April 15th, 2004


Downloading to Kill

remember the article i linked a while back about a paper that said downloading did not cause a decline in music sales?

here's an article about what has happened since:

"Strumpf, 35, and a Harvard University colleague concluded that online file sharing doesn't hurt music sales, contrary to contentions of the nation's recording industry executives.

The industry's trade group began a counteroffensive, blasting the paper as incomplete and flawed."


of course, the true joy of this site is the link to strumpf's paper--which i'd already been shown to by andyhat--where the paper is, as well as a three minute audio of mr burns reading it. 'cause it's in rm format, i haven't downloaded it, but if someone knows of a different format (or indeed has a different format), let me know.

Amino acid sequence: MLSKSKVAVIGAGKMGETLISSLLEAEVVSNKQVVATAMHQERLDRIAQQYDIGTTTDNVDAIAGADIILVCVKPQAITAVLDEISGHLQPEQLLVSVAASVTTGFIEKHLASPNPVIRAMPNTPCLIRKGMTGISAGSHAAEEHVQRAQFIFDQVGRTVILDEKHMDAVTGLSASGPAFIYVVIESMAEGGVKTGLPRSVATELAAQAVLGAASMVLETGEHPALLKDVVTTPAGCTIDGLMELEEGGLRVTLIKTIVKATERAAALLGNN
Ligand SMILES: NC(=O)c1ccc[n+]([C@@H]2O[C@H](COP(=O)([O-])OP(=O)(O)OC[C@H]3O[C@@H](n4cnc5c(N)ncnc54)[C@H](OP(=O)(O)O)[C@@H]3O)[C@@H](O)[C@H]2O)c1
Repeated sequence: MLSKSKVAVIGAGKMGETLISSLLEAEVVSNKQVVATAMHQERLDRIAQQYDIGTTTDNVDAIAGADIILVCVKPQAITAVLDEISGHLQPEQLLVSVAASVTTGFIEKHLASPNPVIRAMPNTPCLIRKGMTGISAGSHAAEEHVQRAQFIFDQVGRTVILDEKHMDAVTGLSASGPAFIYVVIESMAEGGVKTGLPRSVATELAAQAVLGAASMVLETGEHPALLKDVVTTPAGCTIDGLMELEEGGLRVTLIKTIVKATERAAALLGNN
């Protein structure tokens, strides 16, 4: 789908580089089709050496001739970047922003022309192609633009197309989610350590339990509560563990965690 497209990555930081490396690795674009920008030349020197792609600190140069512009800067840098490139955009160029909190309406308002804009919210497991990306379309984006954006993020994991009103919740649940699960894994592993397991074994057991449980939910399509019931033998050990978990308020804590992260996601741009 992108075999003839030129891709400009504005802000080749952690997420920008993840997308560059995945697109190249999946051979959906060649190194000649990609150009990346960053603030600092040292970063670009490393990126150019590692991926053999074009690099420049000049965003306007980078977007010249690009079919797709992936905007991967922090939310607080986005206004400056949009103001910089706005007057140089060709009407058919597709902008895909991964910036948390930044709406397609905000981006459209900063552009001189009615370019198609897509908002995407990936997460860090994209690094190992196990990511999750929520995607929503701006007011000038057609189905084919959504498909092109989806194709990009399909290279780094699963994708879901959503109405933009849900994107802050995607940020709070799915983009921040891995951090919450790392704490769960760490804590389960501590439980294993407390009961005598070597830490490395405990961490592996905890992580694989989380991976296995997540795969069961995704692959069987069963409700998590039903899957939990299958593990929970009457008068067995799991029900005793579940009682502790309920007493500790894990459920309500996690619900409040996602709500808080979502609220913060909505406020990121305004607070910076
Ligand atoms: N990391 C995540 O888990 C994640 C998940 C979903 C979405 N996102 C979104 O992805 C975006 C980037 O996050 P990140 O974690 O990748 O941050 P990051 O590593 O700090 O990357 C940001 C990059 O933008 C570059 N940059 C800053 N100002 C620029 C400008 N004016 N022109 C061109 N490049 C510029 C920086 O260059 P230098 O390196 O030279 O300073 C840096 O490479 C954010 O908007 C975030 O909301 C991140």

A longstanding economic question is the appropriate level of protection for intellectual property. The Internet has drastically lowered the cost of copying information goods and provides a natural crucible to assess the implications of reduced protection. We consider the specific case of file sharing and its effect on the legal sales of music. A dataset containing 0.01% of the world's downloads is matched to U.S. sales data for a large number of albums. To establish causality, downloads are instrumented using technical features related to file sharing, such as network congestion or song length, as well as international school holidays. Downloads have an effect on sales which is statistically indistinguishable from zero, despite rather precise estimates. Moreover, these estimates are of moderate economic significance and are inconsistent with claims that file sharing is the primary reason for the recent decline in music sales.